Make us your home page

International identity theft ring victimized hundreds, including Hollywood actor, authorities say

A fake passport used a photo of actor Laura Vandervoort.

A fake passport used a photo of actor Laura Vandervoort.

Federal agents said they have uncovered a massive international identity theft scheme that victimized hundreds and maybe thousands of people, including an actor who appeared in the TV shows Smallville and Supergirl.

Federal authorities arrested two people in Virginia and two people in Georgia on Thursday as part of a sophisticated operation they say involved stealing identities and producing fake shell companies that could apply for high-balance credit cards.

The sprawling conspiracy involved many millions of dollars, authorities say, though after two years of investigation they think they have only scratched the surface. Court documents say the group would bill credit card companies for payments to its own shell companies, then route the money through various entities and sometimes out of the country.

Organized under the umbrella "the Deutche Group," the conspiracy extended to India, Thailand and the United Kingdom. Prosecutors are asking any potential victims to come forward and help illuminate the scope of the scheme.

The conspirators would advertise jobs for Deutche Group on Craigslist, according to authorities, and then steal the personal information applicants gave them. They also set up online companies offering airfare and hotel deals, according to court filings, then pocketed the funds and used stolen credit cards to book the travel. Some travelers were stranded partway through vacations when their itineraries were canceled due to fraud alerts.

When such fraud alerts led credit card companies to challenge charges, the group used digitally created images of credit cards and passports to back up their spending, authorities say.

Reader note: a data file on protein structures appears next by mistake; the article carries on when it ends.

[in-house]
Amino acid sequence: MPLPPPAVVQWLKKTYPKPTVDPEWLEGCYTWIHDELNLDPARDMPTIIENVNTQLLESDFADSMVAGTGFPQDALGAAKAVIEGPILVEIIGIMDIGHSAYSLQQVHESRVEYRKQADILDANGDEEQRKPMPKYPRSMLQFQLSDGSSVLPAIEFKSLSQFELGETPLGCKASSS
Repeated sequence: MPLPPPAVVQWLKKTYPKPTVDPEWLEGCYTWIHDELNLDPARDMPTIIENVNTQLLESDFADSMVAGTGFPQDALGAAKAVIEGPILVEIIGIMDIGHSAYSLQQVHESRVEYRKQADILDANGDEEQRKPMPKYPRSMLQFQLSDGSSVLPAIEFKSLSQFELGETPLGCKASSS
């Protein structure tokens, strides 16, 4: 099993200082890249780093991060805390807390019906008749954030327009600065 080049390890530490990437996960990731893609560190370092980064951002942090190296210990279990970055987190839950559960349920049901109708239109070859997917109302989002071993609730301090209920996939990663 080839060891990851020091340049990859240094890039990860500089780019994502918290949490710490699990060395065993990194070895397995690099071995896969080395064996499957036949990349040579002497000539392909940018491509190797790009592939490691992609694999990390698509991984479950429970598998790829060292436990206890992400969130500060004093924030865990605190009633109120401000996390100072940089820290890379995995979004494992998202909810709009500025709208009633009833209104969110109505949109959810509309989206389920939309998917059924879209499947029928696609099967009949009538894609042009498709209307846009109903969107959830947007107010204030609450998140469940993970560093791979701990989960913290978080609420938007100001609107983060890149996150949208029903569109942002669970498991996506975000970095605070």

One such passport allegedly used an image of actor Laura Vandervoort taken from a scene from the television show V involving visas. An FBI agent who was a fan of Smallville immediately recognized Vandervoort's photo, authorities said, and the image helped authorities lock down a time frame for the creation of the fake passport and illuminated some of the group's digital maneuvering.

According to the charging documents, the group even set up its own bank in India and attempted to join the Visa network so it could approve its own fraudulent transactions.

Amit Chaudhry of Ashburn, Va., was arrested Thursday. He is accused of masterminding the U.S. operations. According to prosecutors, his siblings and other relatives and associates in India helped steal identities and create shell corporations. To date, prosecutors have identified 353 fake companies associated with the scheme.

Prosecutors say a New York woman who questioned charges to her credit card first alerted them to the group, which they think has been operating since at least 2012.

Jacqueline Green of Woodbridge, Va., was also arrested Thursday and charged with wire fraud. Green appears to have met Chaudhry through her job at the government information technology contractor ActioNet. Chaudhry was running his own Ashburn-based company called Know­ledge Center, which authorities say did both legitimate IT training and supported his illegal activity. According to prosecutors, Green would overbill or fraudulently bill her company for training provided by Chaudhry's firm.

If convicted, Chaudhry and Green face up to two decades in prison, as well as significant fines. The defendants arrested in Georgia, Sudhakar Jha and Tanav Jha, have a detention hearing set for next week and authorities said they will then be brought to Virginia to face trial.

Other perpetrators, authorities said, have fled to India.

People who think they may have been affected by this alleged fraud should submit their complaint online at and include the keyword "CCTRAVELVICTIM" in the "Description of the Incident" field.

International identity theft ring victimized hundreds, including Hollywood actor, authorities say 06/17/16 [Last modified: Friday, June 17, 2016 7:21pm]
Photo reprints | Article reprints

Copyright: For copyright information, please check with the distributor of this item, Washington Post.

Join the discussion: Click to view comments, add yours